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Tony Blackburn thanks fans for support after BBC sacking

Published 28/02/2016

DJ Tony Blackburn said he refused an option to resign from the BBC, then return in a few months
DJ Tony Blackburn said he refused an option to resign from the BBC, then return in a few months

DJ Tony Blackburn has thanked fans after being sacked from the BBC in the wake of the Dame Janet Smith inquiry into sexual abuse at the corporation.

Introducing his Retro Countdown show on Kent-based KMFM on Sunday afternoon, the 73-year-old said: "Thank-you very much for all your support this week.

"Thank-you as well to KMFM. I hope you enjoy the show."

He then played Blondie's Atomic, Shaddap You Face by Joe Dolce, and Tight Fit's The Lion Sleeps Tonight as the three-hour show kicked off with hits from this day in the 1980s.

His brief message came as he claimed he was given the opportunity to resign from the BBC and engineer a return in a "few months".

Blackburn, whose evidence to the inquiry was criticised by BBC director-general Tony Hall, said he had been made a scapegoat by the corporation.

Blackburn has strenuously denied he "seduced" Claire McAlpine after inviting her back to his flat following a recording of Top Of The Pops in the 1970s, and is taking legal action. The girl later killed herself.

Speaking to Radio 4's Broadcasting House programme, Blackburn said he was told that if he resigned from the BBC there would be an opportunity for him to return later in the year.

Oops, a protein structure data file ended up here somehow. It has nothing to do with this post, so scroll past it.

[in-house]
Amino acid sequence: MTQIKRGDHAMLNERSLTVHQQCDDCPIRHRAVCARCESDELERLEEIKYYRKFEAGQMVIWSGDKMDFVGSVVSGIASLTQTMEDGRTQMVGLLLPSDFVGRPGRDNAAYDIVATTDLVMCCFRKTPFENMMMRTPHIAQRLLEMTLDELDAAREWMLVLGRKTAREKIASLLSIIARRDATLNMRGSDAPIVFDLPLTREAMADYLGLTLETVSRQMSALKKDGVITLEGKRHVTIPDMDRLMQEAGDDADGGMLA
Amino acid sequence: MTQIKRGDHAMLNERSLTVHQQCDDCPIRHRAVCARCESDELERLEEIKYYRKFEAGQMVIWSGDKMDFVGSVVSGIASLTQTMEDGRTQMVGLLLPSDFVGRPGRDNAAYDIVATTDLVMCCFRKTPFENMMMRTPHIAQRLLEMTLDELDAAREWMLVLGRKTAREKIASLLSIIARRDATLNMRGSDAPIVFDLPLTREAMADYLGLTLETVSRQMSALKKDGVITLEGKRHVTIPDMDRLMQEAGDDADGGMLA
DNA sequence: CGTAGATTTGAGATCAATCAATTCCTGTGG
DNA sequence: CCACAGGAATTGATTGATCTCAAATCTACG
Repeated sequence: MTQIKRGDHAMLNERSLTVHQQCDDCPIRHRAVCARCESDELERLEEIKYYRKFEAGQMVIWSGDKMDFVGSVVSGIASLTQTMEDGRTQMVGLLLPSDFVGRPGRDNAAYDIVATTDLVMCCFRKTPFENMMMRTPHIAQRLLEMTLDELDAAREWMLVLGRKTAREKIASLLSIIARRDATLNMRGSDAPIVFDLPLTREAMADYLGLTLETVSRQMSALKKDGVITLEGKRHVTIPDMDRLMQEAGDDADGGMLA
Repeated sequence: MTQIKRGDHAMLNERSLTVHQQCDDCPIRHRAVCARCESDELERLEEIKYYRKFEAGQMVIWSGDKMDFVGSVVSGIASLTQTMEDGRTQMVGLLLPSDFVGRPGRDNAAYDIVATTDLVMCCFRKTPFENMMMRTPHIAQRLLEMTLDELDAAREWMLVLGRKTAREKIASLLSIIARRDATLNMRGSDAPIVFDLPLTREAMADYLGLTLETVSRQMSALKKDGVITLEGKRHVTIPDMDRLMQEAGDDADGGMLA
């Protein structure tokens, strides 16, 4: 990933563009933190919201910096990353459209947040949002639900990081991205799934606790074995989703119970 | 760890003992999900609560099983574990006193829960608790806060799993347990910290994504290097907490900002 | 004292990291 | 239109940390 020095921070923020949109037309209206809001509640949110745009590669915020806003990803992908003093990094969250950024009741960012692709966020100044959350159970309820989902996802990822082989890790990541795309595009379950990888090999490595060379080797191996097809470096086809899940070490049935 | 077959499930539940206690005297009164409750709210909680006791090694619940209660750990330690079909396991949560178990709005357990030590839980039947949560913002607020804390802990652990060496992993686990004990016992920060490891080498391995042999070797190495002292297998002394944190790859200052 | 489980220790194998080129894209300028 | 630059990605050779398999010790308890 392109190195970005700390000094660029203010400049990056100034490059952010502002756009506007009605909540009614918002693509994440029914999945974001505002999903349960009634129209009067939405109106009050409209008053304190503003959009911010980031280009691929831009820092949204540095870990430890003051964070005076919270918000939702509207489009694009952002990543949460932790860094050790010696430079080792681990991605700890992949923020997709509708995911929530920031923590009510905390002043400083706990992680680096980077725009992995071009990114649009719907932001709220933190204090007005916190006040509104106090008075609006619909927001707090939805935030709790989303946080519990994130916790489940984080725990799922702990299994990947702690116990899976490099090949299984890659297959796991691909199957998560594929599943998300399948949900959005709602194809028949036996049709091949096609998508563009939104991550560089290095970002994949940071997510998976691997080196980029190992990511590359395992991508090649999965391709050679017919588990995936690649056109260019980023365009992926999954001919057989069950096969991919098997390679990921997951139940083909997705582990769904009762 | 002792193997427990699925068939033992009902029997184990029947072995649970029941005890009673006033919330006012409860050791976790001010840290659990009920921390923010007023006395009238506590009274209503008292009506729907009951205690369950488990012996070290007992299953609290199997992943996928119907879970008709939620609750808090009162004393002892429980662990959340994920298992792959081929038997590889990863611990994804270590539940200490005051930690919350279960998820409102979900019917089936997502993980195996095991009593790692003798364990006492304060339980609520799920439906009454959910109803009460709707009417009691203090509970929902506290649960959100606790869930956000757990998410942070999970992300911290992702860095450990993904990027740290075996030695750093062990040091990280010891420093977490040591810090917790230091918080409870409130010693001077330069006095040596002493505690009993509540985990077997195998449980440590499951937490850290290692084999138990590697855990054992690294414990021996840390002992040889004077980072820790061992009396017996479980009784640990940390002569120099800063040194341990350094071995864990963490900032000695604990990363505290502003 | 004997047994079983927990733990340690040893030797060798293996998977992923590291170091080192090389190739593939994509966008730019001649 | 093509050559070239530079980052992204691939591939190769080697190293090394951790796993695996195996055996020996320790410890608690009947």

He said: "I had been asked to resign by Bob Shannon (head of Radio 2) of the BBC, but I said, well, why do I want to resign? There's no point. I love my job at the BBC, I love the BBC, why would I resign?

"They gave me the chance to resign, saying that that way you don't actually cut off all ties from the BBC and we could probably bring you back in a few months."

Blackburn said he refused to do that, " because I have got nothing to hide", and stuck by the evidence he gave to the review.

The DJ said he wished he had been investigated at the time of the allegation of sexual activity by the girl, to prove his innocence, "b ut I only heard of this in 2012, I think it was".

He said he would be open to a return to the BBC, but is concentrating on getting "my career back and my reputation back".

The veteran broadcaster, who won the first series of I'm A Celebrity... Get Me Out Of Here! in 2002, said: "The amount of support I've had has absolutely astounded me.

"I love the BBC, I was proud to work for the BBC. I was proud to open up Radio 1 and I don't know why this is happening to me.

"This one comment from Dame Janet Smith has ruined it all and I do object to that. I was very, very annoyed about it. But I'm not annoyed now, I'm sad.

"If the director-general came up to me and said, 'We've made a mistake, it's all gone wrong', I'd shake his hand, there would be no hard feelings at all."

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